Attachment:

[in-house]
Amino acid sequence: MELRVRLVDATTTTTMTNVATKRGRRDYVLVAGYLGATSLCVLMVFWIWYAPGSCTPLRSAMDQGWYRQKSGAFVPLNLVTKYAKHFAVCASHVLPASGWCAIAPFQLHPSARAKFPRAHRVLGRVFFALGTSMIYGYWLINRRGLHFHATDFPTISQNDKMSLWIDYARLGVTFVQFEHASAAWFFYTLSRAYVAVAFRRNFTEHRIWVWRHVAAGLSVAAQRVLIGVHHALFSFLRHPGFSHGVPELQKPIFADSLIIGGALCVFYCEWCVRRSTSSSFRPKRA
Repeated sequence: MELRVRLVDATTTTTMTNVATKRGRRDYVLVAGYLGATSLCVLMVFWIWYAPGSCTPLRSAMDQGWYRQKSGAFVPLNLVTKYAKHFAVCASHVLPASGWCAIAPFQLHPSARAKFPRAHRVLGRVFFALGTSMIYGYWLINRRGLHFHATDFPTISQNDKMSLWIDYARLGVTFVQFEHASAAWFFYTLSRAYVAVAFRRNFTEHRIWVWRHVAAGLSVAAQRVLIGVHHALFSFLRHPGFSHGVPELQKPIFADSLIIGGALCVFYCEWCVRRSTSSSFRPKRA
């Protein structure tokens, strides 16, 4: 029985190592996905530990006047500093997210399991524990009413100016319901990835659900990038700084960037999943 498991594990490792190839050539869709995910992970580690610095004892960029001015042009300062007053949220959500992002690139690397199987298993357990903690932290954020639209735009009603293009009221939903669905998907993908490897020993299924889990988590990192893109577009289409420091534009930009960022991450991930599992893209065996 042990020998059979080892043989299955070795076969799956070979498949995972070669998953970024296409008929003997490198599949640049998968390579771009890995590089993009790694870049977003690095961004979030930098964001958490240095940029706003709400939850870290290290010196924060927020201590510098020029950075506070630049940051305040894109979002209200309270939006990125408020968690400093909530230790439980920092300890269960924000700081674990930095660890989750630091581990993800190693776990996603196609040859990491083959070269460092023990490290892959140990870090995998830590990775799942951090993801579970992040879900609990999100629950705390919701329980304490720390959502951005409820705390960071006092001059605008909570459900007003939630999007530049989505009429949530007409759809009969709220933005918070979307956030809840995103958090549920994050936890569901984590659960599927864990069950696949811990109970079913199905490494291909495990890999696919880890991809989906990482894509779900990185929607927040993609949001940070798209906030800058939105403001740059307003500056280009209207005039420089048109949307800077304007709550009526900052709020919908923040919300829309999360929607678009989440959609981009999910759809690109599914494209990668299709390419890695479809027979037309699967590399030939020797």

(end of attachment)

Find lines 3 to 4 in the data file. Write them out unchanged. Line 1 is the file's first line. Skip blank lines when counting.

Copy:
Repeated sequence: MELRVRLVDATTTTTMTNVATKRGRRDYVLVAGYLGATSLCVLMVFWIWYAPGSCTPLRSAMDQGWYRQKSGAFVPLNLVTKYAKHFAVCASHVLPASGWCAIAPFQLHPSARAKFPRAHRVLGRVFFALGTSMIYGYWLINRRGLHFHATDFPTISQNDKMSLWIDYARLGVTFVQFEHASAAWFFYTLSRAYVAVAFRRNFTEHRIWVWRHVAAGLSVAAQRVLIGVHHALFSFLRHPGFSHGVPELQKPIFADSLIIGGALCVFYCEWCVRRSTSSSFRPKRA
């Protein structure tokens, strides 16, 4: 029985190592996905530990006047500093997210399991524990009413100016319901990835659900990038700084960037999943 498991594990490792190839050539869709995910992970580690610095004892960029001015042009300062007053949220959500992002690139690397199987298993357990903690932290954020639209735009009603293009009221939903669905998907993908490897020993299924889990988590990192893109577009289409420091534009930009960022991450991930599992893209065996 042990020998059979080892043989299955070795076969799956070979498949995972070669998953970024296409008929003997490198599949640049998968390579771009890995590089993009790694870049977003690095961004979030930098964001958490240095940029706003709400939850870290290290010196924060927020201590510098020029950075506070630049940051305040894109979002209200309270939006990125408020968690400093909530230790439980920092300890269960924000700081674990930095660890989750630091581990993800190693776990996603196609040859990491083959070269460092023990490290892959140990870090995998830590990775799942951090993801579970992040879900609990999100629950705390919701329980304490720390959502951005409820705390960071006092001059605008909570459900007003939630999007530049989505009429949530007409759809009969709220933005918070979307956030809840995103958090549920994050936890569901984590659960599927864990069950696949811990109970079913199905490494291909495990890999696919880890991809989906990482894509779900990185929607927040993609949001940070798209906030800058939105403001740059307003500056280009209207005039420089048109949307800077304007709550009526900052709020919908923040919300829309999360929607678009989440959609981009999910759809690109599914494209990668299709390419890695479809027979037309699967590399030939020797």